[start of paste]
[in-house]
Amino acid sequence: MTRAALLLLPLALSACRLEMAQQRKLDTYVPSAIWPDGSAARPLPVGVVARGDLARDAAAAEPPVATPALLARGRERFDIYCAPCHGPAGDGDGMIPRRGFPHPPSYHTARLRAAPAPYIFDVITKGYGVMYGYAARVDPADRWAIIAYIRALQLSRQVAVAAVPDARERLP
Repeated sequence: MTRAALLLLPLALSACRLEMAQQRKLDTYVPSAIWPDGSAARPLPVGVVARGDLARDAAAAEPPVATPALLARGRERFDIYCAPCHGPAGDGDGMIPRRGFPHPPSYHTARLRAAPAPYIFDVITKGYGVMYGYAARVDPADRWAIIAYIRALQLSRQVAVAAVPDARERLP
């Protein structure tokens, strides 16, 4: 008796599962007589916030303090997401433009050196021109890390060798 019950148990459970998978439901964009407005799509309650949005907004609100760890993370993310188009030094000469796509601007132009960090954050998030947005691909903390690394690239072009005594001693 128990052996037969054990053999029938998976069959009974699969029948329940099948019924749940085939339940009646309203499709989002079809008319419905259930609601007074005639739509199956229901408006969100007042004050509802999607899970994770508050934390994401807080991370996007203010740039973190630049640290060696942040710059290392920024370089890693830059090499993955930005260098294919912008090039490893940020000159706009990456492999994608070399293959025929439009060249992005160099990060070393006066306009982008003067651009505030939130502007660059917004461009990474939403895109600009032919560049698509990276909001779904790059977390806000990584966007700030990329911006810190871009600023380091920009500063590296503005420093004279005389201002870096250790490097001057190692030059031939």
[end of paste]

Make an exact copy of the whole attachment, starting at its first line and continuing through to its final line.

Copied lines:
[in-house]
Amino acid sequence: MTRAALLLLPLALSACRLEMAQQRKLDTYVPSAIWPDGSAARPLPVGVVARGDLARDAAAAEPPVATPALLARGRERFDIYCAPCHGPAGDGDGMIPRRGFPHPPSYHTARLRAAPAPYIFDVITKGYGVMYGYAARVDPADRWAIIAYIRALQLSRQVAVAAVPDARERLP
Repeated sequence: MTRAALLLLPLALSACRLEMAQQRKLDTYVPSAIWPDGSAARPLPVGVVARGDLARDAAAAEPPVATPALLARGRERFDIYCAPCHGPAGDGDGMIPRRGFPHPPSYHTARLRAAPAPYIFDVITKGYGVMYGYAARVDPADRWAIIAYIRALQLSRQVAVAAVPDARERLP
């Protein structure tokens, strides 16, 4: 008796599962007589916030303090997401433009050196021109890390060798 019950148990459970998978439901964009407005799509309650949005907004609100760890993370993310188009030094000469796509601007132009960090954050998030947005691909903390690394690239072009005594001693 128990052996037969054990053999029938998976069959009974699969029948329940099948019924749940085939339940009646309203499709989002079809008319419905259930609601007074005639739509199956229901408006969100007042004050509802999607899970994770508050934390994401807080991370996007203010740039973190630049640290060696942040710059290392920024370089890693830059090499993955930005260098294919912008090039490893940020000159706009990456492999994608070399293959025929439009060249992005160099990060070393006066306009982008003067651009505030939130502007660059917004461009990474939403895109600009032919560049698509990276909001779904790059977390806000990584966007700030990329911006810190871009600023380091920009500063590296503005420093004279005389201002870096250790490097001057190692030059031939």